Centri Sociali Romani (Roman Squats)

Centri Sociali Romani (Roman Squats)
Laurie Smolenski, Detroit
Honorable mention, Poetry

we occupied an abandoned meet packing plant, where ghosts of slaughtered cows haunted hallways that we would later paint in kaleidoscope murals of one thousand rainbow shades. we built stages and sound systems to make music where machinery had churned bones. we called it il villagio globale, and hosted all night parties where looming dreaded rastafaris danced in dim shadows and immense seas of people swam together to deafening dub reggae where animal blood had once ran. tired of dancing, we huddled around fireplaces with dogs at our feet and shared wine and bread toasted over coals and drizzled with olive oil from somebody’s lazio farm

we occupied an ancient train station, where trains still pass at midnight. we called it la strada and when rain fell through the holes in our ceilings, we climbed to the roof and wrote watermarked prose as trains emerged from both sides, like long black snakes with square scales for windows, whose silvergreen slits of light illuminated those metallic reptiles that crossed in an instant in rain and then, suddenly as they came, released us in an instant from their metallic rumble. we slept among puddles and when rome returned solar, we hosted poetry readings and language classes and planted flowers along the tracks

we occupied an unused warfort, and graffitied its snaking underground tunnels with our poetry and our lyrics and our confusion. we called it forte prenestino and educated each other in its bunkers, held wine tasting parties in its powder magazines, got lost and found ourselves in its endless labyrinths. we constructed instruments from old weapons and played them in trenches we had filled with seedlings. we held organic markets in our flowered fortress garden, selling fresh cheese and tomatoes and song to poor romans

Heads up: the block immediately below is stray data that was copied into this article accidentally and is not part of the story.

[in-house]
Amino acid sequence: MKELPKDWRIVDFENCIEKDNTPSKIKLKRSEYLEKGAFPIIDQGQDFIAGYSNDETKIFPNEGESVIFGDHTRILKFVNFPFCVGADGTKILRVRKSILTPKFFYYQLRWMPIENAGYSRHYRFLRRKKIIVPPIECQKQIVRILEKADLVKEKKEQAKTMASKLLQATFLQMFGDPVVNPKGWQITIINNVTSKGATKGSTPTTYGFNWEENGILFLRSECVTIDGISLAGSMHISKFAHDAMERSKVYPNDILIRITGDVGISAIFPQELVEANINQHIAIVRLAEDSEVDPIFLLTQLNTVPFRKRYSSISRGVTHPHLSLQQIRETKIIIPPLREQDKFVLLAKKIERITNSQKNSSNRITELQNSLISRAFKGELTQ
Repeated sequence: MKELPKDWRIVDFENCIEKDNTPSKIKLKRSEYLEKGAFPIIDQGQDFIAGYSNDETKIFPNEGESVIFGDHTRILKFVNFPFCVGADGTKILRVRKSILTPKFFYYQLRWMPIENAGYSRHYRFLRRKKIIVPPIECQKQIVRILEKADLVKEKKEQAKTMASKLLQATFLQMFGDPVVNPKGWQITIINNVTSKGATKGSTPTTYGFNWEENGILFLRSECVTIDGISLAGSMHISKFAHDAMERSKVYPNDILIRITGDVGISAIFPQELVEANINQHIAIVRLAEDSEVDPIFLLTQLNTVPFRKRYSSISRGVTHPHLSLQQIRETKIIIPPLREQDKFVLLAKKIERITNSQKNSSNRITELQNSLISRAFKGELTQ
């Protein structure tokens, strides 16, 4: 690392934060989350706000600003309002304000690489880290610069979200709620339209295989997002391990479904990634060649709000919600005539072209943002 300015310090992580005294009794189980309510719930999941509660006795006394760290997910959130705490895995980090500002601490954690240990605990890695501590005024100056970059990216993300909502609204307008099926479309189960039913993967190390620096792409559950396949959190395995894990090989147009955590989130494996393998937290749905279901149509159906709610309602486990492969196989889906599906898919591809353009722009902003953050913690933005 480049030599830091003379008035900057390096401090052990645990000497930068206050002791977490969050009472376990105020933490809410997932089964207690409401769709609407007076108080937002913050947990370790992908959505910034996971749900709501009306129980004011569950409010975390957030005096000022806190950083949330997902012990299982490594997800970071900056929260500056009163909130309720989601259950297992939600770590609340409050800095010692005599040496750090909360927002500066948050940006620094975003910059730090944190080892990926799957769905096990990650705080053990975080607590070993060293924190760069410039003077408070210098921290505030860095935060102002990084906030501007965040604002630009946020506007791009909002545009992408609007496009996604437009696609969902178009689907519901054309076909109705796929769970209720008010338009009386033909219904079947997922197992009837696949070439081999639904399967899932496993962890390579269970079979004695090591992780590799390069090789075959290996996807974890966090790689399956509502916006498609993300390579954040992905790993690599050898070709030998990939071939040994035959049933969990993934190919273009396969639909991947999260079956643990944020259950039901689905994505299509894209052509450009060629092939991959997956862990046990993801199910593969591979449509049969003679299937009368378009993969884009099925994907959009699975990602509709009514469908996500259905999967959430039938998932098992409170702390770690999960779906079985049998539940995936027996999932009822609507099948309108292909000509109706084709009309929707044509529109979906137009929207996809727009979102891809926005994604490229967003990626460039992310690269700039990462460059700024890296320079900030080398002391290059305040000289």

we occupied a vacant monastery, building bunk beds over bibles. we called it angelo mai ocupato, our hidden roman dream-piazza along via dei zingari behind libreria boheme up broken stone steps and beneath a statue of the virgin that we surrounded with candles lit at night, where past her holy gaze, we presented two euro political cinema at dusk and served pie for our viewers, made from berries we collected barefoot from the boysenberry bushes in the garden of our monastery. later we fell asleep with violet soles

we occupied a barren building in the jewish ghetto and move in armed with easels. we called it rialto sant’ambrogio and painted each other on the broken brick walls of our courtyard, along its nubbly-fruited citrus trees where we hung our handmade clothes. we spun old fortyfives and danced funk in the ghetto wearing costumes of bubblebees and robots and drag. then, united in madness we headed street parades through the vatican to protest anti-immigration laws, carrying flags and drums we woke rome from its daydreams of denial

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